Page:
This machine was only very lightly used after its conversion, covering less than 750 miles, before being imported into the US in the mid-1980s. Getting the M1 through strict US regulations was tough but once done the car was often seen on the BMW show scene before it entered long-term storage. It emerged from storage in #2012 before being given a thorough recommissioning, so it’s done less than 5000 miles since it was converted by AHG over 30 years ago! As you can see from the images, we weren’t able to drive the car but we spoke to Canepa’s marketing director, John Ficarra, about it and he was very enthusiastic about the AHG machine. “The car drives great. M1s are beautifully balanced cars but in my opinion they have always been woefully underpowered. With the AHG engine upgrade this M1 moves the way you’d expect a ‘70s supercar should, and the sound of that normally aspirated BMW straight-six through a racing exhaust is sweet, sweet music.”

    Having experienced the aural delight of a standard M1 and watched plenty of M1 ProCar videos we can only say that John is a very lucky man indeed to have sampled this car.

    Ultimately this really is a car of its time. If you proposed doing this to an M1 today you’d probably be shot by the BMW community but it’s a real throwback to a time when a few discerning owners wanted something a little different from a contemporary Ferrari or Lamborghini. How the car would have been seen back when it was transformed in the 1980s I’m not quite sure, but I’m almost certain it would have divided opinion between those who thought Koenig Ferraris were the last word in style and those who thought they were a byword for nouveau riche naffness. Today I think it’s a brilliant period piece and dream purchase for someone after an ’80s icon with added ProCar-style aggression. Huachafa? Not a bit of it.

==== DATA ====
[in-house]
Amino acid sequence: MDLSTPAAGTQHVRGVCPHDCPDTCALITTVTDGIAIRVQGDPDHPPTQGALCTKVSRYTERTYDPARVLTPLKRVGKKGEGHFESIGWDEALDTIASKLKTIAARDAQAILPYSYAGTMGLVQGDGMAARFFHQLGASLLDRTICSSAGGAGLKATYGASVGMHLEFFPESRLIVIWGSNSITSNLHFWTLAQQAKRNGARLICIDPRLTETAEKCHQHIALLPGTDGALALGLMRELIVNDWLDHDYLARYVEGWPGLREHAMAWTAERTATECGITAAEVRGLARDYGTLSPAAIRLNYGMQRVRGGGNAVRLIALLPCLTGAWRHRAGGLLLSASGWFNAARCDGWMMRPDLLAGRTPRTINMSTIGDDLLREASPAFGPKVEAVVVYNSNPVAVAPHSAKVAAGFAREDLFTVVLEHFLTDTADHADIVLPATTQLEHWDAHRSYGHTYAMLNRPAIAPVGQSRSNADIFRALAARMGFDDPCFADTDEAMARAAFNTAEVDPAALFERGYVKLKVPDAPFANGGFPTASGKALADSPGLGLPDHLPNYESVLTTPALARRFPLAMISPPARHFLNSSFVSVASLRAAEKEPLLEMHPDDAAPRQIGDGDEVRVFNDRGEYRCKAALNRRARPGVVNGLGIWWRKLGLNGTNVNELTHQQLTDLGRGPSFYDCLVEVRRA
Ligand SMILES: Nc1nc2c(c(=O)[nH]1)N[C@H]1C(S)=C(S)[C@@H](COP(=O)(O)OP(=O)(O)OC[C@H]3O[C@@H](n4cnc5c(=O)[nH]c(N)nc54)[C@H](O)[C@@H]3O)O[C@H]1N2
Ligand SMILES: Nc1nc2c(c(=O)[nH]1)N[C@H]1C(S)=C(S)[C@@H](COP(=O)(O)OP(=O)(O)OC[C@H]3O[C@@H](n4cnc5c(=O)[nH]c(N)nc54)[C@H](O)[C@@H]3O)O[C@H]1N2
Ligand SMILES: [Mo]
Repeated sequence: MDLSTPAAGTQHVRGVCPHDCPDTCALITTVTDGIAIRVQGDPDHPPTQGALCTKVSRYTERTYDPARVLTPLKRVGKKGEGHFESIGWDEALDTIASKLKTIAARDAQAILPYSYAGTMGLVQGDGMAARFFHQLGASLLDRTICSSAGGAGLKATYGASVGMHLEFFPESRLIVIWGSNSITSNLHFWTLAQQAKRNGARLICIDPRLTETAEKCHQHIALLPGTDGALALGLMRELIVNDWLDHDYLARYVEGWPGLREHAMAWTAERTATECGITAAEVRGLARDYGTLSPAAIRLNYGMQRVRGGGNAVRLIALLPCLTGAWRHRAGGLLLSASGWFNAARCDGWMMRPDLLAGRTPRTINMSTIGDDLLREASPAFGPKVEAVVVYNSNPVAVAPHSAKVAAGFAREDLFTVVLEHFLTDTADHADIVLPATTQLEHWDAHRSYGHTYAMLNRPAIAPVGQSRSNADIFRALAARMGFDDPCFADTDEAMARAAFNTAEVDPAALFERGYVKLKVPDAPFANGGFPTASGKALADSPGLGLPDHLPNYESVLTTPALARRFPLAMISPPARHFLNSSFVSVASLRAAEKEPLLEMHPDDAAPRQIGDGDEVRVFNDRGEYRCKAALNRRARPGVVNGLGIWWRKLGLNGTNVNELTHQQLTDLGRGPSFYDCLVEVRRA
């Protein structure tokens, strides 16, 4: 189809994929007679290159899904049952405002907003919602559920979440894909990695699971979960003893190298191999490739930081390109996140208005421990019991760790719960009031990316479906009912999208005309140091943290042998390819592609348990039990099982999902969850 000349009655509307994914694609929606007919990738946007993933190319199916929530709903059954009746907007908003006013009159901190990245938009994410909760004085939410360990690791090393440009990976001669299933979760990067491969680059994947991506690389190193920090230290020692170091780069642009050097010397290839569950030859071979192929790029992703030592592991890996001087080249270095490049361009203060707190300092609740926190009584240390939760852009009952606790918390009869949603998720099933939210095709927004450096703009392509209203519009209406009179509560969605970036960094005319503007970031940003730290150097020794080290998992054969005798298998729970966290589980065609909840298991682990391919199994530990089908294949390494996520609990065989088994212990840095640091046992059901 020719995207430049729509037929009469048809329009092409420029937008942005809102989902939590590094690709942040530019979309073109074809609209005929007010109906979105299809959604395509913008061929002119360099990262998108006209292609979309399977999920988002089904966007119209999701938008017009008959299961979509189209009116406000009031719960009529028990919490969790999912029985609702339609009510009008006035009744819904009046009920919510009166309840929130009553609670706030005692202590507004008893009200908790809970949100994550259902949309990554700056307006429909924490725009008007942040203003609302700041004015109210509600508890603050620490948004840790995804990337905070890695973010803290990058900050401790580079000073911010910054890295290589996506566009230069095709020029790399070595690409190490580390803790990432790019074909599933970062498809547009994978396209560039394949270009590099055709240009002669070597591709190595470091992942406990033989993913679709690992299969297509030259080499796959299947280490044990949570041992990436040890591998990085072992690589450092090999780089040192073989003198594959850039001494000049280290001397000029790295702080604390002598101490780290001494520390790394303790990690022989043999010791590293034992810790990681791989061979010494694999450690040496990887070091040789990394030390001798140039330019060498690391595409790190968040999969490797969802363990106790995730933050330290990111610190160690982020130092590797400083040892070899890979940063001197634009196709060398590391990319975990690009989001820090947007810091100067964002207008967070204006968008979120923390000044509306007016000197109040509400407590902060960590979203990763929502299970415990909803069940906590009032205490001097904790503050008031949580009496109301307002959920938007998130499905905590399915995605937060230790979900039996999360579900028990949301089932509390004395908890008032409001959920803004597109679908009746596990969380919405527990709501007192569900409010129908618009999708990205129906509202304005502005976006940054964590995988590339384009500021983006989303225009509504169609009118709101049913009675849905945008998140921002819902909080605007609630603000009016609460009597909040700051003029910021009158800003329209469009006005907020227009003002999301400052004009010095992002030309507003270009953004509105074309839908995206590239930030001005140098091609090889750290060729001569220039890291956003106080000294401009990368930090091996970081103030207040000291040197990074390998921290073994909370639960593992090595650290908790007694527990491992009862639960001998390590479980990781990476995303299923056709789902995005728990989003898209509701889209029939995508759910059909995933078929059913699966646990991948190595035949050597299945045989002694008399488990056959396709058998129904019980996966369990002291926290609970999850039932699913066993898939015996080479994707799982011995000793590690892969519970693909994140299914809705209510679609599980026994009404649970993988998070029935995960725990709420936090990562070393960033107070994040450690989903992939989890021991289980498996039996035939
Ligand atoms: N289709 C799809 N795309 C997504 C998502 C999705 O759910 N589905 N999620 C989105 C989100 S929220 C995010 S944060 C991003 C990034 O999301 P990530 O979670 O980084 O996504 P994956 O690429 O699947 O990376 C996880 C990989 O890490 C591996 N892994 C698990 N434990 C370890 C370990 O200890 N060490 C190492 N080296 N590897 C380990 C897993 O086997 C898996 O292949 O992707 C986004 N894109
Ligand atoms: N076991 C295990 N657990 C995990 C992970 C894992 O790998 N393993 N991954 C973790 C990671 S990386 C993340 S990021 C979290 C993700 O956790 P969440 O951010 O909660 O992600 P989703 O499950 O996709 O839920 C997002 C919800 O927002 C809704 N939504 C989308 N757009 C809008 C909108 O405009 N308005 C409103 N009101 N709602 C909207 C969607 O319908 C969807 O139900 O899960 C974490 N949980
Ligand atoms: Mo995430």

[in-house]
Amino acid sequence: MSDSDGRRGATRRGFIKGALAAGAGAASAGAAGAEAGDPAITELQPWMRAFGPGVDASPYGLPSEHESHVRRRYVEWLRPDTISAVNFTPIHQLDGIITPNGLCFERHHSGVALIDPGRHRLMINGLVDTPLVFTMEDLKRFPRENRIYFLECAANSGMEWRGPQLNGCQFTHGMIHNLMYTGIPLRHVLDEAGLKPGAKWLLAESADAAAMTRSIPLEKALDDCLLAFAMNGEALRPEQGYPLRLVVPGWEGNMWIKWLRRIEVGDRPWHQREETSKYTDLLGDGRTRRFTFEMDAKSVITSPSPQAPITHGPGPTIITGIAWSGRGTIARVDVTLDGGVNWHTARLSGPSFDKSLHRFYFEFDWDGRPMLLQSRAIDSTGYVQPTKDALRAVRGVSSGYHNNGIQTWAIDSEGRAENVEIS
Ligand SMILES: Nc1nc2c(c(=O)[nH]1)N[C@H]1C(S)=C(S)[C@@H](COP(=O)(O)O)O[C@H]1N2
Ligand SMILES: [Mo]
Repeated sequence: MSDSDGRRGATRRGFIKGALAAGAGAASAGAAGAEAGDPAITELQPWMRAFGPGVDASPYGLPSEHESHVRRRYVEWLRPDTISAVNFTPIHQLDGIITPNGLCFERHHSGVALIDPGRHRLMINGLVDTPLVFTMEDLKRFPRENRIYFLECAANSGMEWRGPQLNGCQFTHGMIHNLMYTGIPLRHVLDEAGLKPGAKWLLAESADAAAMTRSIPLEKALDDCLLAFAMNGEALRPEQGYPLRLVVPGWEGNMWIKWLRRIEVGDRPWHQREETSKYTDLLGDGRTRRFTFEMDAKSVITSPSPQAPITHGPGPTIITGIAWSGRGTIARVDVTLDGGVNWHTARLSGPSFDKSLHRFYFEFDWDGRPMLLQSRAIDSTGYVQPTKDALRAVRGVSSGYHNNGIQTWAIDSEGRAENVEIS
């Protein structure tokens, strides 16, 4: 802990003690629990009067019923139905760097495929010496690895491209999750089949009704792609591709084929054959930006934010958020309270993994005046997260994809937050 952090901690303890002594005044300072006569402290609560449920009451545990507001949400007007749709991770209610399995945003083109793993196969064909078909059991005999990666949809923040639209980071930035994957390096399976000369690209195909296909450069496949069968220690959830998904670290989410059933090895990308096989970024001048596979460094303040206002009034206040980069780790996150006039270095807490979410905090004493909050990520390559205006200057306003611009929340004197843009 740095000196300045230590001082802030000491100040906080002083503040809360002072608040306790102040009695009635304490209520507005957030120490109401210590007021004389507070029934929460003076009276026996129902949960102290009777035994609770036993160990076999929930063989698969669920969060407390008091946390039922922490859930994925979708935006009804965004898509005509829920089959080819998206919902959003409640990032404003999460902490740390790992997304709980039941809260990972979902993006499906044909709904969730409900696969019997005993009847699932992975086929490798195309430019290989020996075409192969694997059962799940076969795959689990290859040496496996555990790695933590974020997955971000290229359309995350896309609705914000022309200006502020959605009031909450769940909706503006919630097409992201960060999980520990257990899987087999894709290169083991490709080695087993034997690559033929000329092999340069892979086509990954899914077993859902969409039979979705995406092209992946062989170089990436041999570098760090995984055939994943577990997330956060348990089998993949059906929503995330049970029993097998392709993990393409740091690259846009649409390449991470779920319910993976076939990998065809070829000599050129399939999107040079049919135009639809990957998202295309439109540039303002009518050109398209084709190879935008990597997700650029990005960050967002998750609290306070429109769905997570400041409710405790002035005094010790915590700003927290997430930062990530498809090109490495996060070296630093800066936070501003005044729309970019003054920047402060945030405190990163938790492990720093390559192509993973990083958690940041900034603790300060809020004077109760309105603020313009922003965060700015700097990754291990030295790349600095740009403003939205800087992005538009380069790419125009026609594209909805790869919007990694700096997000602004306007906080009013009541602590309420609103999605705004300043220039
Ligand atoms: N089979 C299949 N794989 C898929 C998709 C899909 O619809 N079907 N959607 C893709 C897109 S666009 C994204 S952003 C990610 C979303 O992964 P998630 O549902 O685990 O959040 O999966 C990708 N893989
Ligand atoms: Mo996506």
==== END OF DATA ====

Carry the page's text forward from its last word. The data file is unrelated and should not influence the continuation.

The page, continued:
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    The cars they could have made – Turbo Concept #1972
    For a car that was first penned on paper over four decades ago the Turbo Concept has stood the test of time remarkably well…

    In a time when #BMW was still busy producing the #BMW-2002 , can you imagine the stir this would have caused when it was first unveiled back in 1972? Launched to celebrate the Olympics in Munich that year, the Turbo Concept, known as the #BMW-E25 , was built on a modified 2002 chassis although it actually looked much larger in pictures. The four-cylinder, turbocharged engine that powered it was also borrowed from a 2002 Turbo but, like a true sports car, it was mid-mounted and connected to a manual gearbox. It was also tweaked to produce a respectable 276hp which allowed for sprightly performance; 62mph came in just 6.6 seconds, enough to rival the offerings from both Ferrari and Porsche at the time. Top speed was also an impressive 155mph but this was long before an electronic limit was introduced.

    However, it was the styling that undoubtedly made the biggest impact and the Turbo Concept ticked off plenty of the typical 1970s styling traits. In a time when many European car manufacturers were experimenting with aerodynamics, the #E25 appeared to be BMW’s test mule. Its wedge-shaped profile and low-slung front end complete with new-age pop-up headlights ensured it looked like a car from the future. Some pictures of the car also showed the rear wheels enclosed to further improve the aerodynamics. It was a quirky package, too. The extravagant gullwing doors pivoted from the centre of the roof with large supporting struts and the at the back the whole rear clam structure raised as one to reveal both the engine and a small loading area at the very tail end of the car. It was finished in a period perfect fade-in paint job with a matching set of deep-dish wheels.